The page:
Cost savings trump green energy in Normal aggregation plan

November 21, 2012 by  
Filed under Green Energy News

  

  


Sharron Fort and her husband voted for electric aggregation but on Monday she expressed concerns about the town’s plan to seek 100 percent renewable energy.

“To our knowledge, renewable energy is not as cost-effective,” Fort said during one of two public hearings seeking public input on proposed guidelines to carry out the aggregation. The hearing came before a City Council vote to approve aggregation guidelines.

“We wouldn’t have been supportive of eliminating companies that could provide the lowest cost of energy,” she said.

While seeking renewable energy sources is included in the plan, Normal City Manager Mark Peterson said “cost savings is the primary objective.”

Peterson said Good Energy, the town’s consultant and the company that will be seeking bids from electrical suppliers, is “confident green power will be just as cheap as non-green.”

Council members Sonja Reece and Adam Nielsen had similar concerns.

“My impression was that we were looking for low cost,” Nielsen said. “I do believe (renewable energy) must be the same price or very, very close to the lowest possible cost or otherwise we are misleading people.”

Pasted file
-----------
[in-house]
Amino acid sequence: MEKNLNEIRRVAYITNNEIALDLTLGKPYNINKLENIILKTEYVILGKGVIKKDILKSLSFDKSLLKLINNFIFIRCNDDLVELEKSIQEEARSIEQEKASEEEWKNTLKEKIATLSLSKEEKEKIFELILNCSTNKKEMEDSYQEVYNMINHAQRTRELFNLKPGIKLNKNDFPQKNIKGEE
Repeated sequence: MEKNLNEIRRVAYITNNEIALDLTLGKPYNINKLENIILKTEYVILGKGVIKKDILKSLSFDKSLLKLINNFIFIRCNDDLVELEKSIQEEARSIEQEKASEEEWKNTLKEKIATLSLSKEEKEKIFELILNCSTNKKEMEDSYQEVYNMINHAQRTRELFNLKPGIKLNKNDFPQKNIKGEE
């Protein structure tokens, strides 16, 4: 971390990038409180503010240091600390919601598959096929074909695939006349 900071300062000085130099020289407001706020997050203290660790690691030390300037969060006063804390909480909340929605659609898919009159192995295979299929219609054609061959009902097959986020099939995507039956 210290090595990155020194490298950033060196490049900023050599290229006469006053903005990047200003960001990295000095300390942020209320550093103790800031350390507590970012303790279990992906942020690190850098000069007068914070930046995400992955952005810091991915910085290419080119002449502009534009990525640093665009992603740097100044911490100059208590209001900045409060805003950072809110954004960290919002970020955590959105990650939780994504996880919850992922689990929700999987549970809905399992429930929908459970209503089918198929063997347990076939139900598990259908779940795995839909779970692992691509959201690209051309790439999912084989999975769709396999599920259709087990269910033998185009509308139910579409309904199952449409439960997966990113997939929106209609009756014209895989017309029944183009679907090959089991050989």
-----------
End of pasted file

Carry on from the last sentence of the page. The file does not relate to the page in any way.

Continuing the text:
“I share those concerns,” said Reece. “Cost was a paramount reason and if we get the bonus of renewable, that’s even better.”

Mayor Chris Koos said getting the best cost is the town’s intent.

Councilman Chuck Scott noted that it is unlikely any supplier could provide 100 percent of the energy from renewable sources. It’s more apt to be a mixture of renewable and nonrenewable sources, he said.

Besides addressing energy sources, the guidelines that ultimately were approved by the council also state residents will receive two letters — one from the power supplier and another from Ameren — giving them a chance to opt out of the program at no charge. Residents must reply with 19 days of the first letter or five days of the second.

Good Energy will accept final bids from electric suppliers on Dec. 11. The opt-out program likely will start Dec. 18 and end in early January.

Koos cautioned residents about solicitors who come to their door saying they represent the company in electric aggregation. The town will not solicit door to door, he said, and those companies were not hired for electric aggregation on behalf of the town.

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